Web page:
Smoking Increases the Risk of Oral Cancer

Like we said before, lung cancer tends to get all the attention when it comes to consequences of smoking, but four out of every five people diagnosed with oral cancer smoke or chew tobacco. Early symptoms of oral cancer include persistent mouth sores or pain, unusual white patches, swelling, numbness, difficulty chewing or swallowing, and a sensation of having something stuck in the throat.

What Is Smoker’s Keratosis?

The weirdest effect smoking can have on oral health is that it can cause white patches to develop on the roof of the mouth. These patches are smoker’s keratosis (or stomatitis nicotina). This condition is still something of a medical mystery, but the current theory is that the white patches are caused by inflamed mucous glands. While they typically aren’t painful, they can be pre-cancerous.

Smoking Makes Gum Disease More Likely

As many as half of adults older than 30 have some form of gum disease, and smoking doubles the risk of developing it and makes it harder to treat. Gum disease, if left untreated, can lead to serious damage to the gingiva (gum tissue), bone loss in the jaw, and tooth loss. In severe cases, it can even be life-threatening if the bacteria in the mouth gets into the bloodstream through inflamed gums.

What About Vaping?

Vaping or smoking e-cigarettes is often portrayed as a much healthier option to traditional smoking, but the vapor still contains nicotine and ultra-fine toxic chemicals and heavy metals. The nicotine itself reduces blood flow, affecting teeth and gums, potentially causing gum recession and death of gum tissue. It can also reduce saliva, leading to dry mouth (which causes all kinds of problems from bad breath to tooth decay), and it can trigger teeth grinding, which damages teeth. Click here to learn more.

Secondhand Smoke Isn’t Safe Either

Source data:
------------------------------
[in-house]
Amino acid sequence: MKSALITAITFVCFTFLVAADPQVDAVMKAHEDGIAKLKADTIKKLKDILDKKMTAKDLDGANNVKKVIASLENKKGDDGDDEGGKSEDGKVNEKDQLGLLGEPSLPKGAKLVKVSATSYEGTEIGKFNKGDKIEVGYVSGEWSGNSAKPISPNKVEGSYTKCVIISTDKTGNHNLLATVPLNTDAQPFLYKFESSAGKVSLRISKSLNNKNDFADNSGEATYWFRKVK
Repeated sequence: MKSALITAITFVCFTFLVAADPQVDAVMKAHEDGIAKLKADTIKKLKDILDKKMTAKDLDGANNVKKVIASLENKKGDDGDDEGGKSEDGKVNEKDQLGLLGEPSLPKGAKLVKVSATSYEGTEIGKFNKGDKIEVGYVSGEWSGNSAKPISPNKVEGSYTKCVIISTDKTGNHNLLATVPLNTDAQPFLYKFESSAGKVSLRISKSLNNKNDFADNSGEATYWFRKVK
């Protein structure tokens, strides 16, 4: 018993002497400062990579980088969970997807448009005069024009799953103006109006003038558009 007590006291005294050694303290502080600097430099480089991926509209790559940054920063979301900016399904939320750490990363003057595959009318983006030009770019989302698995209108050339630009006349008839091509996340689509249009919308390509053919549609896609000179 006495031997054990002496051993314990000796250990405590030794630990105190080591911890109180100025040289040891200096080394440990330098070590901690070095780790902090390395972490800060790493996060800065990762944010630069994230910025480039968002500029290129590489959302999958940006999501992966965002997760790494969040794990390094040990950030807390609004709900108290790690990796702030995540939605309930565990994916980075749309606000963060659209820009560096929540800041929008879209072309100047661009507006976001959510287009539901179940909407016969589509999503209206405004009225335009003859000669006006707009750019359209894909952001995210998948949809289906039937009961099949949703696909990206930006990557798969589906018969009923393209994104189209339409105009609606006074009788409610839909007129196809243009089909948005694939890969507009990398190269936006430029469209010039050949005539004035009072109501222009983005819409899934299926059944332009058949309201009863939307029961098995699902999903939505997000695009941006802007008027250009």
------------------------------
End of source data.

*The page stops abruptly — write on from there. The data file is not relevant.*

Sometimes smokers will claim that they’re not hurting anyone else with their habit, and they’re willing to accept the risks to their own health. Unfortunately, this is not accurate. Studies have suggested a link between cavities (in baby teeth and adult teeth) and regular exposure to secondhand smoke. The broader health risks are especially serious for small children and infants, including infections, asthma attacks, and even SIDS.

The Benefits of Quitting

Someone who has smoked for decades might think that quitting can’t do anything to improve their health, so why bother? It turns out that even people with a long history of smoking can significantly improve their health outlook by quitting. Obviously it’s better not to start smoking in the first place, but it’s never too late to quit!

Take Advantage of the Resources Around You

Quitting an addictive habit isn’t easy, but smokers who need help quitting are not alone. Some of the best resources are the support of family, friends, and counselors. There’s also a lot of great information available online, and the dentist is another great resource. If you are a smoker, make sure to schedule regular dental exams (sometimes more than two a year) to keep your mouth healthy!

We’re always happy to see our patients!

Top image used under CC0 Public Domain license. Image cropped and modified from original.

The content on this blog is not intended to be a substitute for professional medical advice, diagnosis, or treatment. Always seek the advice of qualified health providers with questions you may have regarding medical conditions.

Posted in: Archived Posts, Blog, Informative

Leave a Comment (0) →

Animal Teeth Olympics

TEETH ARE OUR PASSION, and while we spend most of our time focusing on human teeth, sometimes it’s fun to take a look at the truly amazing teeth of the animal kingdom. So today we’re going to hold the olympics of animal teeth, to see which critters win the gold for biggest, strongest, hardest, and most teeth, as well as the teeth that are simply the strangest.